For a more complete understanding of the features and advantages of the present invention, reference is now made to the detailed description of the invention, along with the accompanying figures in which corresponding numerals in the different figures refer to corresponding parts, and in which:
FIG. 1 is an illustrative embodiment of voltage regulation system in combination with a voice coil motor assembly;
FIG. 2 is an illustrative embodiment of a current sourcing stage of the voltage regulation system depicted in FIG. 1;
FIG. 3 is an illustrative embodiment of a current sinking stage of the voltage regulator system as depicted in FIG. 1;
FIG. 4 is an illustrative embodiment of a dynamic rectification stage of the voltage regulator system as depicted in FIG. 1; and
FIG. 5 is an illustrative embodiment of a voltage regulator system in combination with voice coil motor circuitry.
While the making and using of various embodiments of the present invention are discussed in detail below, it should be appreciated that the present invention provides many applicable inventive concepts which can be embodied in a wide variety of specific contexts. The specific embodiments discussed herein are merely illustrative of specific ways to make and use the invention and do not delimit the scope of the invention.
The present invention allows a user to control the voltage applied to a voice coil motor coil, providing optimal performance during a retract operation. Three voltage regulator circuitry systems are employed. These systems utilize existing MOS circuitry within a mass storage device in conjunction with a linear regulator, providing efficient control of a voice coil voltage independent of actual voltage at the coil.
As will be apparent to one skilled in the art, the present invention may be employed with various voltage regulator circuitry. The underlying principle of this invention is applicable, and its implementation readily adaptable, in a wide range of voltage regulation applications. All such embodiments are comprehended by the present invention.
Referring now to FIG. 1, an illustrative combination of voice coil motor circuitry and a voltage regulator circuitry 100 is depicted. Supply voltage is coupled by lead 102 to current sourcing stage 104. The supply voltage may be provided by a number of user selectable means. For purposes of illustration, the supply voltage here is provided by a spindle motor within a mass storage device—usually employed to manipulate storage media. A user provided retract voltage signal is coupled by lead 106 to current sourcing stage 104, and to current sinking stage 108. Lead 110 couples current sinking stage 108 and dynamic rectification stage 112 jointly to ground. Stage 104 is coupled to node 114 by lead 116. Similarly, stages 108 and 112 are coupled to node 114 by leads 118 and 120, respectively. Lead 122 connects node 114 to voice coil assembly 124. Assembly 124 is also coupled to ground by lead 126. For purposes of this illustration, the voltage across the voice coil assembly is represented by the voltage as measured at node 114.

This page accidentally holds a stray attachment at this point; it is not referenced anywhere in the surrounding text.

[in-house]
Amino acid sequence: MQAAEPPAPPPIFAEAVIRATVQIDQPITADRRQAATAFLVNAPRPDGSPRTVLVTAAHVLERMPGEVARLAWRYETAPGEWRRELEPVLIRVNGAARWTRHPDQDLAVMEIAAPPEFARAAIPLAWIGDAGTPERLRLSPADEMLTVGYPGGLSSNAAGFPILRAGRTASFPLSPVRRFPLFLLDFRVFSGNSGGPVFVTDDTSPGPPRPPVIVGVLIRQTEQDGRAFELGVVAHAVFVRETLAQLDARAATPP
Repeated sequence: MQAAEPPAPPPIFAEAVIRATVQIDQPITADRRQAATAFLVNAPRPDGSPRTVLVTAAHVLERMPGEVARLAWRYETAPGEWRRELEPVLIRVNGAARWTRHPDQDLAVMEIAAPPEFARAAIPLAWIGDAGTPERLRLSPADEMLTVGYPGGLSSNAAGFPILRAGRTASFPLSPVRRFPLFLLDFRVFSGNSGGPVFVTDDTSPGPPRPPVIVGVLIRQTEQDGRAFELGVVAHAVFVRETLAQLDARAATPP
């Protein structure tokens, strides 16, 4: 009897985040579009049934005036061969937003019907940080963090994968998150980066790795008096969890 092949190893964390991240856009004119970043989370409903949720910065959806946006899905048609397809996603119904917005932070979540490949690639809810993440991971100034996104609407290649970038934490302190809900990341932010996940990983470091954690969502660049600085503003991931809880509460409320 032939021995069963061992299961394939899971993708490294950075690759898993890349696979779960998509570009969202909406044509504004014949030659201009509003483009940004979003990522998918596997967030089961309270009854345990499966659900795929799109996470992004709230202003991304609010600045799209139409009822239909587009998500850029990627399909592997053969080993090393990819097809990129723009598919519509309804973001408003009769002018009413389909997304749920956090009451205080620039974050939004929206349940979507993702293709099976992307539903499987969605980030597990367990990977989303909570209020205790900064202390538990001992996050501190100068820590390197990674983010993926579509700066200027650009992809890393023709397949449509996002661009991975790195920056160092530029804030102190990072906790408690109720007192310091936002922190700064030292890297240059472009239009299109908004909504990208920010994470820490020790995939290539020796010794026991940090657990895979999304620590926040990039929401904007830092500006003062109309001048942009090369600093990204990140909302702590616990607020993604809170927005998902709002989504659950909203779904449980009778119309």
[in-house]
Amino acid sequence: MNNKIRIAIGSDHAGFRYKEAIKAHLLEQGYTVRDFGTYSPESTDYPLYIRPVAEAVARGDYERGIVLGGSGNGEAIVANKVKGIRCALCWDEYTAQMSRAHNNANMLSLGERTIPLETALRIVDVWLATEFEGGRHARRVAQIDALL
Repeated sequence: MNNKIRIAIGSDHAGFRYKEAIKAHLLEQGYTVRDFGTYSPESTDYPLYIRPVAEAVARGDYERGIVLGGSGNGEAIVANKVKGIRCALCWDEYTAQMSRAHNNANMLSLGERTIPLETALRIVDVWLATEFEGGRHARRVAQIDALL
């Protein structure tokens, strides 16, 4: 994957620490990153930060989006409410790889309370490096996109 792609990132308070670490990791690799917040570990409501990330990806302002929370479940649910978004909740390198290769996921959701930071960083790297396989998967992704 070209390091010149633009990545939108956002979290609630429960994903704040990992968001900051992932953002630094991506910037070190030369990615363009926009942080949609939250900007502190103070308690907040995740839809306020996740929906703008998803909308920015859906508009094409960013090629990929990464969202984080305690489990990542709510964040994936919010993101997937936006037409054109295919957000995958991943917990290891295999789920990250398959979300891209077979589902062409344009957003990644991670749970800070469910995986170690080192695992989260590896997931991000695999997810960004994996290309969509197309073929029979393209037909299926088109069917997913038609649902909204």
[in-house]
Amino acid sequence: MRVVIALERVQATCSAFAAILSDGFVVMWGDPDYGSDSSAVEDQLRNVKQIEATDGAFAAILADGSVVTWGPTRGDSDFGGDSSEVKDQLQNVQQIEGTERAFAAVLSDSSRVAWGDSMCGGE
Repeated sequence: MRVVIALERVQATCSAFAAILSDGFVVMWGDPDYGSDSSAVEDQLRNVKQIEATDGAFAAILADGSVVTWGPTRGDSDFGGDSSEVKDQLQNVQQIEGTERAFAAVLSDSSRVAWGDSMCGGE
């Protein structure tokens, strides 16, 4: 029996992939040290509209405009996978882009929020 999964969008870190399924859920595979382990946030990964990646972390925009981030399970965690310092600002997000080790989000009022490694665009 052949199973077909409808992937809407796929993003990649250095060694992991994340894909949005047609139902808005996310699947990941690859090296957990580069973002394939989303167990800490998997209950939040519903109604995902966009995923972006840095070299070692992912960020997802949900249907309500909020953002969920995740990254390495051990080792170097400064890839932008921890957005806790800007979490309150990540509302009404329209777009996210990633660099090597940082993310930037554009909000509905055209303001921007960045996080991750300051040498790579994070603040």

As retract operation is initiated, system power within the mass storage device will power down. Supply voltage will be provided from the spindle motor as it spins down. This voltage will obviously continue to decrease over a period of time as the motor comes to a stop. A user provided signal will supply the retract voltage as a reference.
Referring now to FIG. 2, an illustrative embodiment of current sourcing stage 104 is depicted. Lead 106 is coupled to one input of amplifier stage 200. The other input of stage 200 is coupled to lead 116. The output of amplifier 200 is coupled to the base of transistor 202. The collector of transistor 202 is coupled to lead 116, and the emitter of transistor 202 is coupled to lead 102. The source of transistor 204 is coupled to lead 116 and the drain of transistor 204 is connected to lead 102.
Referring now to FIG. 3, an illustrative embodiment of current sinking stage 108 is depicted. Leads 118 and 106 couple to the inputs of amplifier stage 300. The output of amplifier 300 is coupled to the gate of transistor 302. The drain of transistor 302 is coupled to lead 118, and the source of transistor 302 is coupled to lead 110.
Referring now to FIG. 4, an illustrative of dynamic rectification stage 112 is depicted. Leads 110 and 118 are coupled to the inputs of amplifier stage 400. The output of amplifier 400 is coupled to the gate of transistor 402. The source and the gate of transistor 402 are coupled to leads 110 and 118, respectively.
Referring now to FIG. 5, an illustrative embodiment of the system 500 of voltage regulator circuitry previously depicted in FIGS. 1 through 4 in combination with voice coil motor circuitry is depicted. Amplifier stage 502 has a first input coupled to lead 106. A second input of amplifier 502 is coupled to node 504. The output of amplifier 502 is connected to the base of transistor 506. The emitter of transistor 506 is coupled to lead 102, while the collector of transistor 506 is coupled to node 504. Transistor 508 has its source coupled to node 504, while its drain is coupled to lead 102. A first end of diode 510 is coupled to the source of transistor 508, while a second end of diode 510 is coupled to the drain of transistor 508. This diode is merely representative of existing circuitry within a mass storage device and is not critical to the functionality of the present invention. A first input of amplifier stage 512 is coupled to lead 106. A second input of amplifier 512 is coupled to node 504. The output of amplifier 512 is coupled to a first input of OR-gate 514. The output of OR-gate 514 is coupled to the gate of transistor 516. The source of transistor 516 is coupled jointly to lead 110, and to a first end of diode 518. The drain of transistor 516 is coupled jointly to lead 514, and to a second end of diode 518. Again, diode 518 is representative of existing system circuitry and is not critical to functionality. Amplifier stage 520 has a first input coupled to node 504, and a second input coupled to lead 110. The output of amplifier 520 is coupled to a second input of gate 514. Coupled serially between node 504 and node 522 are inductive element 524 and resistive element 526. Transistor 528 has its source coupled jointly to node 522 and to a first end of diode 530. The drain of transistor 528 is coupled jointly to lead 102, and a second end of diode 530. Transistor 532 has its source coupled jointly to lead 110, and a first end of diode 534. The drain of transistor 532 is coupled jointly to node 522 and to a second end of diode 534. The gate of transistor 532 is coupled to lead 536. Transistor 538 has its base coupled to lead 536. The emitter of transistor 538 is coupled to lead 110, and the collector of transistor 538 is coupled to node 522. For purposes of illustration, node 522 is effectively coupled to ground, indicating that the voltage across the voice coil assembly—elements 524 and 526—can be represented as the voltage at node 504.